When the Ironman Group launched its Virtual Racing series at the beginning of April, the company sought to foster competition and community for the hundreds of thousands of Ironman athletes around the globe.
In the weeks after the launch, the platform has proven to be not only a place for participants to stay connected to the Ironman brand but also an appealing avenue for partners to connect with core audiences.
Within a few days of the announcement of the platform, Ironman signed Technogym as their official global fitness equipment partner and ROUVY as the official virtual training partner. Both deals were a product of the challenges facing the fitness industry due to social distancing, with Technogym’s equipment catering to at-home audiences and ROUVY’s augmented reality technology amplifying Ironman’s virtual offerings.
Current partners have also found success with the platform, hosting free branded challenges that have drawn thousands of entrants.
Ironman Group is now focused on finding continued opportunities for existing partners and the newcomers – both of which provide potential additional revenue.
“It’s given us a tangible platform from a business perspective. You are able to go to the marketplace, in a respectful manner obviously with what’s going on, globally – because [Ironman] is global – and offer brands value and the opportunity to engage with our audience in a meaningful way,” Matt Wikstrom, vice president of global partnerships and global business development for The Ironman Group, said. “Not only through the challenges, but most importantly, [through] opportunities for our partners to engage in a relevant way.”
The virtual opportunities for sponsor exposure range from sweepstakes with prizes to exclusive products and discounts awarded upon completion of the branded challenges to placement on digital media assets. The Ironman virtual racing series held each weekend is broadcast live on Facebook Watch, where series-wide partners, including running shoe company HOKA ONE ONE, bike partner Ventum, and performance wear partners Santini, Roka and Compressport are already built into the event.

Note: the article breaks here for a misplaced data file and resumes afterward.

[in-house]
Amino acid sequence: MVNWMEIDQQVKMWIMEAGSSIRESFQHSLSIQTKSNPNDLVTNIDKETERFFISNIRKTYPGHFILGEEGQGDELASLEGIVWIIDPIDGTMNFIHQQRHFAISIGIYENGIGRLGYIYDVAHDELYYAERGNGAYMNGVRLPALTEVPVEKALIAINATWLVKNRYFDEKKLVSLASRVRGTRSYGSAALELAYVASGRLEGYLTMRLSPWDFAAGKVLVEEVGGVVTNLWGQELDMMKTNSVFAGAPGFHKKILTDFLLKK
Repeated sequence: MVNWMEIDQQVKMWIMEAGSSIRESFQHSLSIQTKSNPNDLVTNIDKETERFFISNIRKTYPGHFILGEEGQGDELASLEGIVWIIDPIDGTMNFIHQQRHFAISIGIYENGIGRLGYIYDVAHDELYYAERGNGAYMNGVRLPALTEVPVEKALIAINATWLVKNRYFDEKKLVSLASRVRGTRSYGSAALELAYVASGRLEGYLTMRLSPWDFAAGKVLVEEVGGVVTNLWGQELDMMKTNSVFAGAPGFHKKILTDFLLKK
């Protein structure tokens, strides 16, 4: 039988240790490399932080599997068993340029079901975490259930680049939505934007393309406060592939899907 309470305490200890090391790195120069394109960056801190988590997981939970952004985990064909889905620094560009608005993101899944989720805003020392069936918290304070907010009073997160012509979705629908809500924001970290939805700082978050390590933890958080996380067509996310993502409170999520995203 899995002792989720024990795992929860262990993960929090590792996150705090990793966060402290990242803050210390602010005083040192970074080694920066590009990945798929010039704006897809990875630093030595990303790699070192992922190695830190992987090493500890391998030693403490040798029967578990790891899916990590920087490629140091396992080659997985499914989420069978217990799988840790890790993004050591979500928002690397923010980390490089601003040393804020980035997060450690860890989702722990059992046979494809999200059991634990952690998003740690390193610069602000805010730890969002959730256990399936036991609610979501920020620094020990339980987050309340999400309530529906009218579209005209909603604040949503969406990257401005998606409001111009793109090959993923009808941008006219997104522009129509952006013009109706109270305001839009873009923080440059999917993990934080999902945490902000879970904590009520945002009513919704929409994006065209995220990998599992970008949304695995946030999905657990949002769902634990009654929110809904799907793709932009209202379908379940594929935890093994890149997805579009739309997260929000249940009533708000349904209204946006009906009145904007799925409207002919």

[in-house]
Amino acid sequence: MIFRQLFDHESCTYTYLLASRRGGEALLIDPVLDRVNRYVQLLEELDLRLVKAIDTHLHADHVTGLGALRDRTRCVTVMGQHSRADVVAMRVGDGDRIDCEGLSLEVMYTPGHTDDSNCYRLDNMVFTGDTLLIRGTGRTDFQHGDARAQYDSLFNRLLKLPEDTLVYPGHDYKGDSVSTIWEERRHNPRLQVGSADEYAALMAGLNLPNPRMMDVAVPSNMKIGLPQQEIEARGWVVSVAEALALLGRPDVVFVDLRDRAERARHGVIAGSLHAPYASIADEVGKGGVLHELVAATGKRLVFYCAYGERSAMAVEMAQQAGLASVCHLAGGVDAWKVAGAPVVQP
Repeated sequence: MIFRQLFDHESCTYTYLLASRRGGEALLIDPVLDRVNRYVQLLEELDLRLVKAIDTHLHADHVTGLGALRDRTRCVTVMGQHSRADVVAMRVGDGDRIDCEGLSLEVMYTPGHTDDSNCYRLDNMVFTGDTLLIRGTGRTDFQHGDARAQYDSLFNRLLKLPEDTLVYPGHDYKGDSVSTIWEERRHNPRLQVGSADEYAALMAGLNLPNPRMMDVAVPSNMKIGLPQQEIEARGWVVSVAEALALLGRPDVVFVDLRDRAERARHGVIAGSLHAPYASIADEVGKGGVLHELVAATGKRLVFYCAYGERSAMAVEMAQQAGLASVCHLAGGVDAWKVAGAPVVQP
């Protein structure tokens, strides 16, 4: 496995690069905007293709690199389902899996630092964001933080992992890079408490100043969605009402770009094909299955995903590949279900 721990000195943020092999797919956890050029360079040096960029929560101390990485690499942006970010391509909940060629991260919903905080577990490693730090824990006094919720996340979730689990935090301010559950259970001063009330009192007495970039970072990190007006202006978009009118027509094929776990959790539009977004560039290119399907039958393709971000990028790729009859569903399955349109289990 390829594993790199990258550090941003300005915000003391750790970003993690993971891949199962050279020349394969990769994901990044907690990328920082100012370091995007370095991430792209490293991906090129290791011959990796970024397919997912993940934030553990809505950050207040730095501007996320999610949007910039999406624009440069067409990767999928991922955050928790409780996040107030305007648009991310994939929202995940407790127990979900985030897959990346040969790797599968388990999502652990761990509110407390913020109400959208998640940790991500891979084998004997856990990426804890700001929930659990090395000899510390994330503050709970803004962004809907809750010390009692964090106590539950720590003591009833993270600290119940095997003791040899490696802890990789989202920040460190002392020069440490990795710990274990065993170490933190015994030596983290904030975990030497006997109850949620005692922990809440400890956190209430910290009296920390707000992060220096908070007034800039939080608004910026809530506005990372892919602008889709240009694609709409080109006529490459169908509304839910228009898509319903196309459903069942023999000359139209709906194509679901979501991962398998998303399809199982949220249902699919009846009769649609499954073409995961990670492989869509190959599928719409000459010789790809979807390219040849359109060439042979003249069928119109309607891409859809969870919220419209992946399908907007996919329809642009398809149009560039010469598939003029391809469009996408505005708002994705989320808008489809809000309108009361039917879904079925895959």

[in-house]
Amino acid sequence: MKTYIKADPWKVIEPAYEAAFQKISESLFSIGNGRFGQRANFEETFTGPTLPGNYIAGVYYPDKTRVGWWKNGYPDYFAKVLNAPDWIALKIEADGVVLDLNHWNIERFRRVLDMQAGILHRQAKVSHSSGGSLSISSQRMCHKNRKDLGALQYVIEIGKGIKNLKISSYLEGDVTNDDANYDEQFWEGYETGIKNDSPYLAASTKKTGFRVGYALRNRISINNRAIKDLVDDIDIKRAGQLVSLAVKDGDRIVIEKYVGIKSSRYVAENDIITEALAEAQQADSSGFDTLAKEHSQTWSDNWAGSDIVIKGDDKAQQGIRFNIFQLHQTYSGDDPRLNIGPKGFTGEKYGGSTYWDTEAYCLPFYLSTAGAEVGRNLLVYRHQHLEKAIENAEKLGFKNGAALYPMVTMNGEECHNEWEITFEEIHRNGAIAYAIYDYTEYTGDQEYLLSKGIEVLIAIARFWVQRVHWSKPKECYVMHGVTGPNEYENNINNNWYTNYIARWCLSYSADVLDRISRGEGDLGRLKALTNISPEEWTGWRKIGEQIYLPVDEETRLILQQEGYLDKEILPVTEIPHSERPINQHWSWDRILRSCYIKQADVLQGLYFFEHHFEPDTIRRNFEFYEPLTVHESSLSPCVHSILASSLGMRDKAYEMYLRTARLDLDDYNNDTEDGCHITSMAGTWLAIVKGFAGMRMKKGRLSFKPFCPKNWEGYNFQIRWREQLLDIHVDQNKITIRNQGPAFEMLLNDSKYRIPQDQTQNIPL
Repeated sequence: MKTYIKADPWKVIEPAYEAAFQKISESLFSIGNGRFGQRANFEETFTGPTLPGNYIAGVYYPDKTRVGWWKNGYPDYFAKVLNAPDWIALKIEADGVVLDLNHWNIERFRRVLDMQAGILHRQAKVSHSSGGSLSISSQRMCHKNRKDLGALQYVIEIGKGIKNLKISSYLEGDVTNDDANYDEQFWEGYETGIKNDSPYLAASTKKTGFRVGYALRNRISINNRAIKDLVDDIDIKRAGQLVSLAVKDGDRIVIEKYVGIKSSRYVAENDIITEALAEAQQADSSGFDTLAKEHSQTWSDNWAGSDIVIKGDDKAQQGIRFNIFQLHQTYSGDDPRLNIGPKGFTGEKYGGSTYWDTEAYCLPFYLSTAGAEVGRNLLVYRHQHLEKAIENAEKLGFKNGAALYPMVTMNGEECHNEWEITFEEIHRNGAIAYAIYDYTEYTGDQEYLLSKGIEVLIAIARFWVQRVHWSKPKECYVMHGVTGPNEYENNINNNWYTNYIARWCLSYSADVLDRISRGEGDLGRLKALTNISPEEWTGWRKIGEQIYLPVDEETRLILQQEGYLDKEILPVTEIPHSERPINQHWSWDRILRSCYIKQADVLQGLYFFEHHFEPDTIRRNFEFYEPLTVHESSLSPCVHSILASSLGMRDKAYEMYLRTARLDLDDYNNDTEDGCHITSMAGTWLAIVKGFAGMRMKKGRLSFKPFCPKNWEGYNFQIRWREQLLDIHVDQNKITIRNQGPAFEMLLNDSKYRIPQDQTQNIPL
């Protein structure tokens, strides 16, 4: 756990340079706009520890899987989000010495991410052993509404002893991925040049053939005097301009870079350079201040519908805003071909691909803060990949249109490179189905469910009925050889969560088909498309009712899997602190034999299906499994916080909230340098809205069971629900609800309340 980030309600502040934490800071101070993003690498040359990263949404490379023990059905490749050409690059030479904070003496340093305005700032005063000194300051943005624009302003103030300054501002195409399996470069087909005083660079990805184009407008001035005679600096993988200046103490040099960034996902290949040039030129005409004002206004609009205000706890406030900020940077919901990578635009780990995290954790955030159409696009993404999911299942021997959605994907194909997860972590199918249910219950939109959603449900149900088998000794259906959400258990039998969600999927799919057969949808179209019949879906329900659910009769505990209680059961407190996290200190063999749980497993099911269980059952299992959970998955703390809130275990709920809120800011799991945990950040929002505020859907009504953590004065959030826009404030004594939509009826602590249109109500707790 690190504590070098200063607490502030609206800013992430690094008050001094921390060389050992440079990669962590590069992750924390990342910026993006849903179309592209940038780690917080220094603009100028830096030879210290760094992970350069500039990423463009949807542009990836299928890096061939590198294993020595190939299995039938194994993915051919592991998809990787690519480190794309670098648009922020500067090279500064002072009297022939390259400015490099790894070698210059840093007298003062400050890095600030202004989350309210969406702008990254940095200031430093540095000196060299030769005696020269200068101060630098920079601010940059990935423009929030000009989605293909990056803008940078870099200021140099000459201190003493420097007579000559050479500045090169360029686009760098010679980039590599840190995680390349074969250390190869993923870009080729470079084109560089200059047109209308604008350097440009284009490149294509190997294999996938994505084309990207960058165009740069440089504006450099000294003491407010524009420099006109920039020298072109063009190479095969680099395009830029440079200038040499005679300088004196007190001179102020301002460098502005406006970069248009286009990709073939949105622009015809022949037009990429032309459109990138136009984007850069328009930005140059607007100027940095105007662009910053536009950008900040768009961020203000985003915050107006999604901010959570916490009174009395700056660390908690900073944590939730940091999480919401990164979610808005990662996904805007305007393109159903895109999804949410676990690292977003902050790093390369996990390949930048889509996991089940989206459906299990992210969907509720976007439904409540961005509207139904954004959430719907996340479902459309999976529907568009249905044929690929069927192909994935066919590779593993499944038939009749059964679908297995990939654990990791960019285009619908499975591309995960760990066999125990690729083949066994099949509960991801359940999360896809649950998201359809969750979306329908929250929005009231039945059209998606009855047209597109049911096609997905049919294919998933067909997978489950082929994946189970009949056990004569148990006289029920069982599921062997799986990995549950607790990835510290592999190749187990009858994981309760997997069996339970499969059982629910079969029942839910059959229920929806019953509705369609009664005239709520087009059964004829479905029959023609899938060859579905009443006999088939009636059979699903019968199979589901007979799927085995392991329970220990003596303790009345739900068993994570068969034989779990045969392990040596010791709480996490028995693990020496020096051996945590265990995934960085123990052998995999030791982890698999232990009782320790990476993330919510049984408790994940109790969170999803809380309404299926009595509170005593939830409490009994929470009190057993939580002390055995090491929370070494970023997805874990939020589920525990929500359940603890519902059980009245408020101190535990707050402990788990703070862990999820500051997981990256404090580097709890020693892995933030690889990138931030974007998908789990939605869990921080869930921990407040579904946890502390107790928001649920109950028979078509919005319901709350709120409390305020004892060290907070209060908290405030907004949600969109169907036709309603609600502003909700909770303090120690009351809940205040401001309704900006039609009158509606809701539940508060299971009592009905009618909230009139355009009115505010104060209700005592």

Partner brands can reach both participating athletes and the online viewers through opportunities for branding on the Facebook broadcast as well as within Ironman’s augmented reality bike courses themselves.
“When the pros are racing in Boulder, they’re racing underneath the Hoka arch or the Ventum signage,” Wikstrom said. “It’s really neat bringing the kind of Ironman brand and partners into those courses, and you’ll see more and more of that as we continue to evolve.”
Ironman is also offering “halo content” around those races and virtual signage opportunities on social media to partner brands as well as 30-second ad spots.
“When you’re an event company that’s not putting on events at the moment, this virtual platform is giving us that opportunity and, in some ways, giving us more assets to deliver to our partners,” Wikstrom said. “The momentum is just continuing to grow. It’s not like [we launched] VR One and the momentum started to lag, it’s gone the other way. I think for us, it’s been a great opportunity to engage with our community, engage with our partners, engage with new partners, and I think VR is going to be a big piece of Ironman going forward.”
While the current climate and virtual racing offerings were what attracted a pair of new partners, there are plans to carry those partnerships past the pandemic. As part of the newly-signed ROUVY deal, Ironman has digitized its real-life Boulder racecourse. As they move forward – even after live events return – more will come.